Eskom's Koeberg nuclear power station near Cape Town. Picture: SUNDAY TIMES
Eskom's Koeberg nuclear power station near Cape Town. Picture: SUNDAY TIMES

The world is rightly concerned about the price we pay for economic development in terms of solid and gaseous waste and their effects on our quality of life and climate change.

Keith Gottschalk is concerned about 1,000 tonnes of nuclear waste at Koeberg, and so he should be (“How can we think about more nuclear power when state cannot manage what we have?”, March 1). However, as with all things a sense of proportion is required.

The UK, for example, thinks it will generate 50-million tonnes of nuclear waste in the next 100 years. Unfortunately, it already generates the same amount of hazardous waste from domestic and industrial waste every year. Readers interested in sorting fact from fiction about nuclear power might try www. world-nuclear.org.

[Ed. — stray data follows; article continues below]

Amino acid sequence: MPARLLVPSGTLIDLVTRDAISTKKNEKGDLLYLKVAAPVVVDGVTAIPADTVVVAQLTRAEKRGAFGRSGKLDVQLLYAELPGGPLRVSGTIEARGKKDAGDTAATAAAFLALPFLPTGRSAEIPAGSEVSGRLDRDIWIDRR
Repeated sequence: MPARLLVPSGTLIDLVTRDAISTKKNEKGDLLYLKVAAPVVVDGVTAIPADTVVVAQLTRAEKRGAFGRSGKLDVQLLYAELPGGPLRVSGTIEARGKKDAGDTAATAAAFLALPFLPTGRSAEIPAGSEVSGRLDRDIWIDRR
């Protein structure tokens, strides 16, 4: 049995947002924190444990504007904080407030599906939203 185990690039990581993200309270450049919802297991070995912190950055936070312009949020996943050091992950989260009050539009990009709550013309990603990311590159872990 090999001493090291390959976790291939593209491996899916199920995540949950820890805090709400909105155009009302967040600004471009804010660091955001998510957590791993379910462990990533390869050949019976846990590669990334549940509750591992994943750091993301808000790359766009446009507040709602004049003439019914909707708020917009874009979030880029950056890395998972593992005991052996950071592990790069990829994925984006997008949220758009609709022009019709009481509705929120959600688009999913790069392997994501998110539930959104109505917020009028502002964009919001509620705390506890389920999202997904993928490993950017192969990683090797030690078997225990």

An executive from a European carmaker that is going all electric was asked recently what the world should do about the millions of discarded car batteries that will soon litter the planet. He agreed that nobody has addressed that problem yet, but thought they “might be useful around the house”.

Sometimes we must be careful what we wish for. It might be a wind turbine in every street and a pile of batteries in the garden.

Bernard Benson, Parklands

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Eskom's Koeberg nuclear power station near Cape Town. Picture: SUNDAY TIMES
Eskom's Koeberg nuclear power station near Cape Town. Picture: SUNDAY TIMES

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